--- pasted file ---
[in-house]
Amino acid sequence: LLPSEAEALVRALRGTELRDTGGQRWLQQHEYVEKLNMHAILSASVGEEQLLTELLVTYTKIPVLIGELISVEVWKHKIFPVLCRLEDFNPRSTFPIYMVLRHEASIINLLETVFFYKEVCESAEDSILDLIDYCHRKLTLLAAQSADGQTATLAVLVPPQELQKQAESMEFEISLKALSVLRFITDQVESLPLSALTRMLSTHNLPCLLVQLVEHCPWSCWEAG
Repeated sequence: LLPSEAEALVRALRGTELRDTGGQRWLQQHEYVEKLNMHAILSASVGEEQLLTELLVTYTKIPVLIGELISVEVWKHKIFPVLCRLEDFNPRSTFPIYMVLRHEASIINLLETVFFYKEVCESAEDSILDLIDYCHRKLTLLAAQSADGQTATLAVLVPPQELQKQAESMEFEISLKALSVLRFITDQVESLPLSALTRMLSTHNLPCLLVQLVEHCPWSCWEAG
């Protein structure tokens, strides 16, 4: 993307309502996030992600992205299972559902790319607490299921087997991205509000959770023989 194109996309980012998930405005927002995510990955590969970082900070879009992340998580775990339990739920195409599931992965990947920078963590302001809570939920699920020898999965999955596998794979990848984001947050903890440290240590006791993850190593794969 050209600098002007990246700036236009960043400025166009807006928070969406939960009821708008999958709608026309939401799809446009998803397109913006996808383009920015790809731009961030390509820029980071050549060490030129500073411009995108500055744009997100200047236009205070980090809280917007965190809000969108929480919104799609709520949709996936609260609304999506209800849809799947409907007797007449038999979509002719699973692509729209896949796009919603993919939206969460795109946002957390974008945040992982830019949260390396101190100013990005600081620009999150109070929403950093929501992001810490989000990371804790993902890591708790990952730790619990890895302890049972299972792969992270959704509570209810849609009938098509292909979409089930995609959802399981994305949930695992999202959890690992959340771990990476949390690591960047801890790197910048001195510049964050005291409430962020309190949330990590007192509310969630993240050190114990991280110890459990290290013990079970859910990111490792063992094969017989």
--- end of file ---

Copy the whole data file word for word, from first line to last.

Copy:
[in-house]
Amino acid sequence: LLPSEAEALVRALRGTELRDTGGQRWLQQHEYVEKLNMHAILSASVGEEQLLTELLVTYTKIPVLIGELISVEVWKHKIFPVLCRLEDFNPRSTFPIYMVLRHEASIINLLETVFFYKEVCESAEDSILDLIDYCHRKLTLLAAQSADGQTATLAVLVPPQELQKQAESMEFEISLKALSVLRFITDQVESLPLSALTRMLSTHNLPCLLVQLVEHCPWSCWEAG
Repeated sequence: LLPSEAEALVRALRGTELRDTGGQRWLQQHEYVEKLNMHAILSASVGEEQLLTELLVTYTKIPVLIGELISVEVWKHKIFPVLCRLEDFNPRSTFPIYMVLRHEASIINLLETVFFYKEVCESAEDSILDLIDYCHRKLTLLAAQSADGQTATLAVLVPPQELQKQAESMEFEISLKALSVLRFITDQVESLPLSALTRMLSTHNLPCLLVQLVEHCPWSCWEAG
């Protein structure tokens, strides 16, 4: 993307309502996030992600992205299972559902790319607490299921087997991205509000959770023989 194109996309980012998930405005927002995510990955590969970082900070879009992340998580775990339990739920195409599931992965990947920078963590302001809570939920699920020898999965999955596998794979990848984001947050903890440290240590006791993850190593794969 050209600098002007990246700036236009960043400025166009807006928070969406939960009821708008999958709608026309939401799809446009998803397109913006996808383009920015790809731009961030390509820029980071050549060490030129500073411009995108500055744009997100200047236009205070980090809280917007965190809000969108929480919104799609709520949709996936609260609304999506209800849809799947409907007797007449038999979509002719699973692509729209896949796009919603993919939206969460795109946002957390974008945040992982830019949260390396101190100013990005600081620009999150109070929403950093929501992001810490989000990371804790993902890591708790990952730790619990890895302890049972299972792969992270959704509570209810849609009938098509292909979409089930995609959802399981994305949930695992999202959890690992959340771990990476949390690591960047801890790197910048001195510049964050005291409430962020309190949330990590007192509310969630993240050190114990991280110890459990290290013990079970859910990111490792063992094969017989």